My gut feeling is that Obama will definitely get the electoral college, but it's too close to call for the popular vote from the different polls I have been looking around. I am weary right now of any poll saying that Obama will have more than a full percentage point in the popular vote. I won't be surprised if the popular vote will be within a 1/2 of one percent. That being said, this time it's still the electoral college and by that yardstick, this race isn't even close as Obama will at least get 300 electoral points easily.
     
  6. jnpy!$4g3cwk macrumors 65816

    jnpy!$4g3cwk

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    #6
    One reason I haven't ever put much stock in polls is Gallup. I'm not saying Gallup is biased in the partisan sense, but, Gallup seems much more random in any given election. In recent years, much more accurate polls have emerged that have much better track records with regard to accuracy. Still, while I think most of the (non-partisan polls) do a good job of measuring registered-voter sentiment, it seems to be very difficult to predict who will actually turn out to vote.
     
  7. 63dot, Nov 3, 2012
    Last edited: Nov 3, 2012

    63dot thread starter macrumors 603

    63dot

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    #7
    I think predicting who actually votes is a really tough one.

    I think many will agree that most of those who answer the surveys but don't vote are usually liberal. Most of the most loyal voters are conservatives making up for their smaller numbers. While those are not really disputed, it's hard to say who will win in close elections like 2000, 2004, and now. By this time four years ago, it was more than obvious that Obama had it but this time it's not as clear. My hope is for Obama to prevail and even though he probably has the electoral college, a win but with fewer popular votes will lead to a giant conservative backlash resulting in the GOP easily retaining House in 2014 and retaking the Senate in 2014.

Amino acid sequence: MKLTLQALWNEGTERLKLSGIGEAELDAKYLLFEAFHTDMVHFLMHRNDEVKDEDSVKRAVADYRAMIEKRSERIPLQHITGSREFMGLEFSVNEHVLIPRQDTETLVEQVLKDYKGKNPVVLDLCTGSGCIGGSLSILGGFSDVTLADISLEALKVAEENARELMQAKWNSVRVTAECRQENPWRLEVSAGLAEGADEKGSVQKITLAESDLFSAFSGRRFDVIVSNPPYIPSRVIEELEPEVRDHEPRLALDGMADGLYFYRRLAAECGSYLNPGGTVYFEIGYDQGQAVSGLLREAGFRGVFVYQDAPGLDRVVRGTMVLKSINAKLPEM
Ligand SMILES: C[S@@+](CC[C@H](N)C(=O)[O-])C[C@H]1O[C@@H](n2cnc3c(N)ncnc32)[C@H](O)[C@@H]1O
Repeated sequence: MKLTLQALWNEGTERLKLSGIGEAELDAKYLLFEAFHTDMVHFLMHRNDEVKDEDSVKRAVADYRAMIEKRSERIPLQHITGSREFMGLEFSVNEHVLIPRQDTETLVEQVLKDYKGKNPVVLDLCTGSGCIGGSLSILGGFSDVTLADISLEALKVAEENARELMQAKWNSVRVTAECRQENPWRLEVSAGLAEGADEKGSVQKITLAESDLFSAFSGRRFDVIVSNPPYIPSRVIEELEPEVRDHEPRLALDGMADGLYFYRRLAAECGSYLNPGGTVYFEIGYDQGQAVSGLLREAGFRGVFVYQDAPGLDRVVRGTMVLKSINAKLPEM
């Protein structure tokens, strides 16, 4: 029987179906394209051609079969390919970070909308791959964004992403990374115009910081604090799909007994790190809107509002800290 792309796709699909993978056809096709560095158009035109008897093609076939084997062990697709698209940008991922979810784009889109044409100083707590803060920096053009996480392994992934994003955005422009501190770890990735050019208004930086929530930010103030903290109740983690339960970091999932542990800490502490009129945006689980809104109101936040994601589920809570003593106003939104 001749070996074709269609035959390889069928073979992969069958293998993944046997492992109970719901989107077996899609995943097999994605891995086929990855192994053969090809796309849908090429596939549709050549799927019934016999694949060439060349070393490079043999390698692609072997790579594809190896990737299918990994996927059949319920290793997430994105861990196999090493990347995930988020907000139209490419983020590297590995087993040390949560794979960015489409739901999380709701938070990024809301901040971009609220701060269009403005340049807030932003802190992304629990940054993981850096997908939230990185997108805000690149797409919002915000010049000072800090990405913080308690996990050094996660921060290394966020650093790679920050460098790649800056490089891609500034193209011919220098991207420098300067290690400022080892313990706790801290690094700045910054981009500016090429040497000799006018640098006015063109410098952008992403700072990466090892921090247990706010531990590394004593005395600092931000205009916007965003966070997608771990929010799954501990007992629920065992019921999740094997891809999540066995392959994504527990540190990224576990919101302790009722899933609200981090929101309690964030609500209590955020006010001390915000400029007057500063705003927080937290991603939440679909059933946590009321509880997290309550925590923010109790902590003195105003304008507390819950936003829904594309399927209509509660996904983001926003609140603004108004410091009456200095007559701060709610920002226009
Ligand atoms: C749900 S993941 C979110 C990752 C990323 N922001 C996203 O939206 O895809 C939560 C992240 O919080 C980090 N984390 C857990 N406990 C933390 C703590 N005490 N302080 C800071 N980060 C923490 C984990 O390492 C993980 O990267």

If Obama wins without the popular vote on Tuesday, those far right wingnuts who took over the (once independent) Tea Party and who basically gave conservatives a bad name will populate Congress in numbers unseen in 2014. Just when I thought the GOP infused version of the Tea Party was about dead, they can be reconstituted in a few days.
     
  8. zioxide macrumors 603

    zioxide

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    #8
    I don't even understand why people look at the popular vote and "national polls" to begin with. We elect by the electoral college, not the popular vote, so these numbers aren't very relevant.

    It's like trying to predict who's going to win a football game by analyzing which players are better 3 point shooters.
     
  9. 63dot thread starter macrumors 603

    63dot

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    #9
    I know the rule is the electoral college, but if Obama wants a strong consensus, he better win the popular vote. He's already on pretty shaky ground with this economy (which was the previous president's doing though), and I hope Obama gets a large popular vote consensus bringing America into 2013.

    While I don't think the dems could take the House, I hope they make gains there while holding onto the Senate.
     
  10. jnpy!$4g3cwk macrumors 65816

    jnpy!$4g3cwk

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    #10
    I believe that the reason is that there is quite a bit of extrapolation involved. You can use a frequent nationwide poll to estimate overall trends, which are then applied to statewide polls that you aren't going to do in every individual state every few days (expensive).
     
  11. Macky-Mac macrumors 68030

    Macky-Mac

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    #11
    because usually the winner of the popular vote is also the winner of the electoral college